A labor arbitrator has upheld the grievance of a school bus driver who was terminated from her job with a bus company after she brought alcohol-laced cupcakes to work, and offered them to other employees. He found that she was not fired for “just cause” under the collective bargaining agreement because the bus company’s policy barring the presence and use of “intoxicating beverages,” on which the employer relied, was inapplicable to the grievant’s alcohol-infused cupcakes. First Student, Inc. and Teamsters Local Union 957, 134 LA (Bloomberg/BNA) 1699 (May 26, 2015) (Fullmer, J., Arb.).

Unit employees arranged on-site “potluck” social gatherings or “parties” from time to time, towards the end of the work day. Employees signed up to bring various food and drink. On two occasions in 2013, the grievant brought her “adult” cupcakes to work for these events. On Halloween 2014, she did so again. Her two dozen offerings included “Irish Car Bomb” and “Strawberry Margarita” cupcakes, which contained alcohol.

At about 4:30 p.m., after she had finished working, the grievant got the cupcakes out of her car and made her way to the bus barn. On the way, she offered a cupcake to some of the drivers on the parking lot; it is unclear how many accepted, whether they had runs left, or whether they ate the cupcakes. After she entered the barn, she offered the dispatcher one, too, who accepted the cupcake. The grievant proceeded down the hallway, announcing the availability of the cupcakes, explaining that they contained alcohol, and cautioning employees not to drive a bus after eating them.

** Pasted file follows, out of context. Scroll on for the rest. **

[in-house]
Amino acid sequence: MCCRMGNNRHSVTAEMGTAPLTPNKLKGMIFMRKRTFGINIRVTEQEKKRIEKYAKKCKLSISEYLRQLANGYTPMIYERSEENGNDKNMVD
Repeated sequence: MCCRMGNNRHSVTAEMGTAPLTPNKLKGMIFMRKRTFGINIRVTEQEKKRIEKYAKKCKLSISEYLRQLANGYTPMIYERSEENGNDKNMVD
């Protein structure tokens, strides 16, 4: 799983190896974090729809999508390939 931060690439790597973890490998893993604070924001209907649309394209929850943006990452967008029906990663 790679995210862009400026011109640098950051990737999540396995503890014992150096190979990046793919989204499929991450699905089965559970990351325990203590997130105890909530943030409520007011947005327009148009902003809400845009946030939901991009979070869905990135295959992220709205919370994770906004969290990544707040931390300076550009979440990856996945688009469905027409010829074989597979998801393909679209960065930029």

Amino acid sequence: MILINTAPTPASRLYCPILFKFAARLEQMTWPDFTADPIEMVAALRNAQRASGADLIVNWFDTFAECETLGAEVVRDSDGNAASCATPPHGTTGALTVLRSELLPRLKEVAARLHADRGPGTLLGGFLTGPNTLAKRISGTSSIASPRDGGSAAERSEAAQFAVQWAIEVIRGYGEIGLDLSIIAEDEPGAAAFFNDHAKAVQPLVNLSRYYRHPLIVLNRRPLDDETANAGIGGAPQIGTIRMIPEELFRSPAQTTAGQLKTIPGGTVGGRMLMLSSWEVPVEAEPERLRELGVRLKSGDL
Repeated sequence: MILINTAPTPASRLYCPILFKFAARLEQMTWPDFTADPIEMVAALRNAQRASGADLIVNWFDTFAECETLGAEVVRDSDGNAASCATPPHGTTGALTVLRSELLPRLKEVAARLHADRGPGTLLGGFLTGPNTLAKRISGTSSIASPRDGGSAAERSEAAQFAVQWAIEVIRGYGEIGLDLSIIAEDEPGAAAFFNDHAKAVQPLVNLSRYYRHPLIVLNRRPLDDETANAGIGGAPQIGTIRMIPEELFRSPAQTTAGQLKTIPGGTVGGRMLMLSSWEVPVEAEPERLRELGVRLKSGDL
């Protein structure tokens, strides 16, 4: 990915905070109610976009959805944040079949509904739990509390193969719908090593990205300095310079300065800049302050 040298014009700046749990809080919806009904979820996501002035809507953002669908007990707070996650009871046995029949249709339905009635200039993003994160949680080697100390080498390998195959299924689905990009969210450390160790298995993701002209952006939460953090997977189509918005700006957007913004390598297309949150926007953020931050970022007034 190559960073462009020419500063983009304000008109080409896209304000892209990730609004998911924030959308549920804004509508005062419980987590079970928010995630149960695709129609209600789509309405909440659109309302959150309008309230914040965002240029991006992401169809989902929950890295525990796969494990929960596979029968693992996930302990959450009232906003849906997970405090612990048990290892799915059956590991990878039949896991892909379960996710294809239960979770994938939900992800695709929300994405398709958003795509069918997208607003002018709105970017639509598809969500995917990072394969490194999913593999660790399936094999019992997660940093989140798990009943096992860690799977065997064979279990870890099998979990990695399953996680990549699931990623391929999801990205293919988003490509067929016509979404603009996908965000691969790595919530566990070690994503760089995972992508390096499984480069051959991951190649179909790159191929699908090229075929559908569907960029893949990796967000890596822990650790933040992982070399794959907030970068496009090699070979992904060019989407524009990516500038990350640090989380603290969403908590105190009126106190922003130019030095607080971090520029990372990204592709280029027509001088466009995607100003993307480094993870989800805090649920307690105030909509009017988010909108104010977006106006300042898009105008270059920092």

The grievant then encountered the employer’s Location Manager, who told her to stop distributing the cupcakes. He retrieved the cupcake from the dispatcher and took it to his office for possible use as evidence. The grievant was later terminated for what the company called “gross misconduct.” It maintained she violated a Company rule prohibiting “possession, use or sale of any intoxicating beverage . . . on Company property or while in possession of a Company vehicle . . .,” and making such violation punishable by “immediate termination,” in the employer’s discretion. Her union grieved her dismissal and brought the issue to arbitration.

The arbitrator upheld the grievance. The rule in question, he reasoned, addressed an “intoxicating beverage,” and according to a dictionary definition, that meant a “drinkable liquid.” No drinkable liquid was involved here, but only cupcakes, which are eaten. Accordingly, he found, the Company’s rule was not broken by the grievant.

Recognizing, however, that “the simplicity of the preceding is beguiling and does not make for an erudite arbitration opinion,” the arbitrator continued. First, he rejected an employer argument that it had consistently enforced its anti-alcohol rule by terminating violators. Those cases, he observed, all concerned drinkable beverages – the “most lurid” involving a bus driver who took a “selfie” in the cab of her bus with a capped bottle of malt liquor pressed to her lips, which appeared in the Cincinnati media.

Second, the arbitrator found the employer had never notified employees of its interpretation of the rule to apply to foodstuffs. (The grievant asserted she had brought such cupcakes to the worksite previously with the employer’s knowledge and acquiescence.) Third, there was no evidence the cupcakes were of an “outlandish” kind that essentially was a beverage. Fourth, there was no evidence that “might be at least emotionally persuasive” that the cupcakes were in fact intoxicating. Although the Company had “sequestered” a cupcake, the arbitrator said, it apparently never tested it for alcohol. Neither was there evidence that any employee actually ate a cupcake that day. Finally, the arbitrator found there was disparate enforcement of the rule. Although it discharged the grievant, it did not identify or discipline other employees who accepted the cupcakes from the grievant and therefore “possessed” an intoxicating beverage in violation of the rule.

Although the arbitrator found that “[t]his rule is assuredly valid in the school transportation industry and indeed could almost be deemed as required by public policy,” its application here, in his view, could not be relied upon to sustain the discharge.